You need one last number. While we now know the shape of the orbit and the orbital plane, we are still don’t know how the orbit is oriented within its plane. We can specify that by (6) determining the longitude when the orbit comes the closest to the sun. We call this last parameter the longitude of perihelion (this is a bit of a simplification, but an unimportant one). The figure below illustrates what it means to keep (1)-(5) fixed and only change the longitude of perihelion. The shape and orbital plane of the planet are fixed, and we are simply spinning the orbit around on its axis.



(If you skipped the details about Keplerian orbital elements, come back now!)

Those are a lot of things to learn if we want to find Planet Nine. Here’s how we’re making progress.

The easiest orbital parameter for us to extract is the longitude of perihelion of Planet Nine. Why? Because the main observable effect of Planet Nine is to capture distant eccentric Kuiper belt objects into orbits which are what we call anti-aligned with Planet Nine (see the illustration at the top of the page!). “Anti-aligned” means, precisely, that the longitude of perihelion of the Kuiper belt objects is (on average) 180 degrees away from that of Planet Nine. We now know of about 10 of these anti-aligned objects, so can look at their longitudes of perihelion and get a direct estimate of the longitude of perihelion of Planet Nine (if you care about the details: we actually exclude  the two most recently detected objects as they came from the OSSOS survey which has been shown to have striking biases in the objects that it finds). When we do this, we find a value of 235 with an uncertainty of 12 degrees. This is a great start, but we have 5 more parameters to go (and longitude of perihelion doesn’t actual help tell us the orbital path through the sky).

In our second paper about a year ago, we used a suite of computer simulations to see how Planet Nine would affect eccentric objects in the Kuiper belt if we varied all of the other parameters. We found some key results. If Planet Nine comes too close it tears up the Kuiper belt. If it stays too far away it does too little. If Planet Nine is too inclined it has only a small effect. Those constraints help on everything except for the node of Planet Nine and the actual longitude of Planet Nine. Without the node, though, we really have no constraint on the orbital path at all! We made some estimates by using a different quantity, but those estimates were the least satisfying part of the analysis. Nonetheless, those led to our best estimates of where to look, and the picture that you have all seen here.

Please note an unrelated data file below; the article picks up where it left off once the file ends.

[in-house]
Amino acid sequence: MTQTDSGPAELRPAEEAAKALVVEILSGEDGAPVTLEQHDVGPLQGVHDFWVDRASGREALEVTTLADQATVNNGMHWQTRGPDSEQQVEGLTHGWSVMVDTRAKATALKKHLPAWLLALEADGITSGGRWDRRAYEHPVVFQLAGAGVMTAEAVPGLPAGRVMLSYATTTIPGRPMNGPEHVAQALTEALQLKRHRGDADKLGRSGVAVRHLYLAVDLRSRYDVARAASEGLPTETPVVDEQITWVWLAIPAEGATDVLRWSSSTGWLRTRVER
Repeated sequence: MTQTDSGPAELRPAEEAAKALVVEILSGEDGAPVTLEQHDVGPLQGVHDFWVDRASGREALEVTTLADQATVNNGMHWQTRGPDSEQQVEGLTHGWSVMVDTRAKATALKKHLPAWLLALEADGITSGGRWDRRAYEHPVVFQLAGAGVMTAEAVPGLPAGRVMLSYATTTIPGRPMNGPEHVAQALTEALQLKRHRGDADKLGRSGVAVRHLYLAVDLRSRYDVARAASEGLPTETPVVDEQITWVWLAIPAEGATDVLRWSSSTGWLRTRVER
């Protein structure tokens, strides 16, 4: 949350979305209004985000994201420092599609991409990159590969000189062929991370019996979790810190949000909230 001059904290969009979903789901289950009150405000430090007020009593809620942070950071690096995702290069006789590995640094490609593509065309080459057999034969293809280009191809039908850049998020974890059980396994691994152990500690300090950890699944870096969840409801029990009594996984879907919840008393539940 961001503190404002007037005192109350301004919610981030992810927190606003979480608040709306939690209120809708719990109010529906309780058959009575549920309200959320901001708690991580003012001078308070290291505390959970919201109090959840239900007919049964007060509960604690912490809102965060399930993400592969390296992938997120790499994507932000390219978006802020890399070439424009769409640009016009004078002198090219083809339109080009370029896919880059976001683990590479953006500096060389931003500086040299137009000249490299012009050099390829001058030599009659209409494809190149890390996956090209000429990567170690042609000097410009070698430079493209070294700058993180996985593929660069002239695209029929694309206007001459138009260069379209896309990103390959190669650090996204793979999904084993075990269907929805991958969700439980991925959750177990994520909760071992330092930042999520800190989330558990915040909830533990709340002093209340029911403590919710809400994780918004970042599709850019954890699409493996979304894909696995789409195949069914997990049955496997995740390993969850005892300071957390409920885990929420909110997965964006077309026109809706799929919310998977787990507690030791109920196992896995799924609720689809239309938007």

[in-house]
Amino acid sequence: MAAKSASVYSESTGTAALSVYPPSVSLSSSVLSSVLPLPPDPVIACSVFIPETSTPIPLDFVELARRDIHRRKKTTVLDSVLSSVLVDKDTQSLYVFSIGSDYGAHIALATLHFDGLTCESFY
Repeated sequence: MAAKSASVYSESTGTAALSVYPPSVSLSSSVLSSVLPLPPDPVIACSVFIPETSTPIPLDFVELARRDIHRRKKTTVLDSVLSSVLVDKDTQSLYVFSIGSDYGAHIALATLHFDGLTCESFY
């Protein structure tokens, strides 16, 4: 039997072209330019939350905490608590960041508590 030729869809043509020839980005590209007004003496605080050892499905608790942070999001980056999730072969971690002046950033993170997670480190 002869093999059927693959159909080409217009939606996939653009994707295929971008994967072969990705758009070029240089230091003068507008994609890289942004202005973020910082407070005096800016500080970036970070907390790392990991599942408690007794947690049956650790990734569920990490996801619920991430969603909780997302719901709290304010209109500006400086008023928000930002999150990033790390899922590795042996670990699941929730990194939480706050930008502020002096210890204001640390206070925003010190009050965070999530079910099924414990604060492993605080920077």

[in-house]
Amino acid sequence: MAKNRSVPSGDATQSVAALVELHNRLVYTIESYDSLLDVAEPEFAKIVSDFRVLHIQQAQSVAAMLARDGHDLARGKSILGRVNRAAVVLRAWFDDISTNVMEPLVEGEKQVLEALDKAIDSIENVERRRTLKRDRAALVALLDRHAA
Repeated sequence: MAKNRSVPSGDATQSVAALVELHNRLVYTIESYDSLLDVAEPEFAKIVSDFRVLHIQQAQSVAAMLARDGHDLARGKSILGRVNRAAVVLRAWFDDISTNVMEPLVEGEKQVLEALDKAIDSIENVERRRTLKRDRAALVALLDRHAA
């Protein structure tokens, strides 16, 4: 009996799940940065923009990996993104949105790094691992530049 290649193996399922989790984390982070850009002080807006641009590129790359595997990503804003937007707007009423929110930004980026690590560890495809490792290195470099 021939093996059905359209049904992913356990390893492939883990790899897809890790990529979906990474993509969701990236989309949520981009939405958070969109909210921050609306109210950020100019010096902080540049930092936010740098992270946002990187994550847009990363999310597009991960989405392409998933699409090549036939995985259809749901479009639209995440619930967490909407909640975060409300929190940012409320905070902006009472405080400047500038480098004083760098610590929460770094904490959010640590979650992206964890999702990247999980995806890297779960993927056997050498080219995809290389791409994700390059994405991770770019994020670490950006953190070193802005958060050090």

Since that last paper, though, we have learned a lot more about the physics of how the gravity of Planet Nine affects the orbits of distant objects in the Kuiper belt. Luckily, one of the things we now understand much better is how to constrain the node of Planet Nine.  Early on, we recognized that all of the distant eccentric Kuiper belt objects had similar longitudes of ascending node, and it seemed clear that these must be related to that of Planet Nine somehow. With some even more realistic follow-on computer simulations we realized that what we had surmised was right: the distant eccentric Kuiper belt objects have the same average node as Planet Nine. Planet Nine partially pulls these distant objects into its own orbital plane. But only partially. The distant objects, on average, do not have the same inclination as Planet Nine. The distant objects live in an average orbital plane that is close to midway between that of the 8 other planets and Planet Nine. Though this result is simple to state, a lot of work (or perhaps a lot of electricity for computers) went in to that statement! And the good news is that can now estimate the node much more precisely. If we take those same eccentric distant Kuiper belt objects and look at their nodes, we find that Planet Nine has a longitude of ascending node of ~94 degrees. The average inclination of those objects, by the way, is 18 degrees, so we know that the inclination of Planet Nine is higher than this, but not much higher, because otherwise, as we found earlier, it doesn’t make an anti-aligned population.